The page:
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Ed Forum 2018

Stories of Hope

 

Lisa Weldy: I’m Myself Again…After WM Took Over my Life

I’ve come to learn that none of us with WM has a “typical” journey. This very rare blood cancer affects us all so differently, not just with symptoms, treatments, and severity, but also with age of diagnosis. When I was 28 and a new mom to my first child, elevated IgM was randomly found through some lab work (for a medical issue completely unrelated). After making the rounds with several types of specialists, I was diagnosed with MGUS. Being a very Type-A person, I really despised the “undetermined significance” part of the acronym. While MGUS sounded horribly scary at the time, I was told by a couple of hematologists that I shouldn’t worry. I was so young, they said, and if my MGUS did eventually transform into WM (which I was told was EXTREMELY unlikely), it would be when I was really, really old. I was told to live my life, check in with a hematologist once a year (just for routine labs), and not to worry. So, I did just that – I lived my life, mostly without fear, except for the weeks leading up to those dreaded labs. Year after year, my IgM stayed pretty stable. Being an anxious kind of person already, if my IgM rose even twenty points, I would freak out, asking my doctor over and over if this meant things were progressing or transforming. He would kindly reassure me that this was normal and not to worry. “See you in a year,” he would say, “go live your life.”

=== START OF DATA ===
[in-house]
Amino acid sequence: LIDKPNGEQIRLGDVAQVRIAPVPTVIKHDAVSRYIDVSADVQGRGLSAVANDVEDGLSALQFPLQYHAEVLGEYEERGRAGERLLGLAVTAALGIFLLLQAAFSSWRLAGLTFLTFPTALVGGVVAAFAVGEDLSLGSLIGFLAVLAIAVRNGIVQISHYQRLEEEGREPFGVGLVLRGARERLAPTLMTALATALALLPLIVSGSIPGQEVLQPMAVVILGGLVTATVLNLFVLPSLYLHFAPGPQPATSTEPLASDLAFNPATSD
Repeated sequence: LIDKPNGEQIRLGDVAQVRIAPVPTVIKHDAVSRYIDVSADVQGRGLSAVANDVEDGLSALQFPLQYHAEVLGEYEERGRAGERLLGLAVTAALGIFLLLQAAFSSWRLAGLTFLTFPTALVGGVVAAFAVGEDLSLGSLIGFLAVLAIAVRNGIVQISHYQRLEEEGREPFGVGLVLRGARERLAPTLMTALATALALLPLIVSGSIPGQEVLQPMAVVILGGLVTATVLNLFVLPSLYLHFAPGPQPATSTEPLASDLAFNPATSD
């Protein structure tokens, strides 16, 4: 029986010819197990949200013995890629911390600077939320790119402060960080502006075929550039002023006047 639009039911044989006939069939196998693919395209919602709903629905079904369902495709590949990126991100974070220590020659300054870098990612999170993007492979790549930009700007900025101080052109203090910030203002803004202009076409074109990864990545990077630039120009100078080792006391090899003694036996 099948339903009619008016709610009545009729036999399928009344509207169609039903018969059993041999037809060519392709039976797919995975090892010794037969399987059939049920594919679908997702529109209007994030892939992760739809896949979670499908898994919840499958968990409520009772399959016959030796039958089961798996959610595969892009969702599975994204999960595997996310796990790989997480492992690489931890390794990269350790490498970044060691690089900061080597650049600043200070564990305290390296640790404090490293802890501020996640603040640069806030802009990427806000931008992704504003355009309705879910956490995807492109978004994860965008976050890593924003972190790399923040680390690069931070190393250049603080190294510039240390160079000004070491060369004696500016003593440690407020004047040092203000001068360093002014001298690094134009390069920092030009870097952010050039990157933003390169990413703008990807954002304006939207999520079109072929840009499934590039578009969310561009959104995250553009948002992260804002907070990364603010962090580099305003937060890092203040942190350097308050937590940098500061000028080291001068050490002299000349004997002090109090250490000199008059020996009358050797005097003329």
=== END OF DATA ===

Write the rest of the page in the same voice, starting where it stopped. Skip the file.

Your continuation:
Years went by, my two children grew older, and my husband and I enjoyed living in a great family community, fairly close to most of our extended family members. I was a stay-at-home mom and loved being with my kids, volunteering at my kids’ schools, and enjoying hobbies like photography and running. By the time I was in my late thirties, I was in the best physical shape I had ever been in, and had fun participating in over twenty races (including 5Ks, 10Ks, half marathons, and duathlons). I wasn’t the fastest by any stretch, but I loved the thrill of competition, training, and seeing physical progress.

So when I turned forty in 2012, I wasn’t really filled with dread for the approaching decade. I was hopeful – my kids were then 9 and 12, my mom was getting ready to retire, and I was looking forward to her visiting more often. I was pretty happy overall.

We all know where this is going, right?

Three weeks after I turned forty, my feet went numb. I experienced horrible sensations of tingling, numbness, electrical jolts, and discomfort in shoes or when sheets touched my feet at night. At first, this was chalked up to a sports injury, and I visited physical therapists, and a podiatrist. The podiatrist put me on gabapentin, which did help, but not enough. Next stop, a neurologist, and ultimately, full circle back to my hematologist (even though I wasn’t due for my annual labs for several more months). After a bone marrow biopsy and extensive labs, and almost five months since my foot numbness had begun, I was told my MGUS had actually transformed into WM. I think my hematologist was just as surprised as I was, and I felt like I had been duped all these years. Had I been lied to, or were my doctors just really convinced my MGUS wouldn’t transform in someone so young? Either way, I was incredibly pissed off!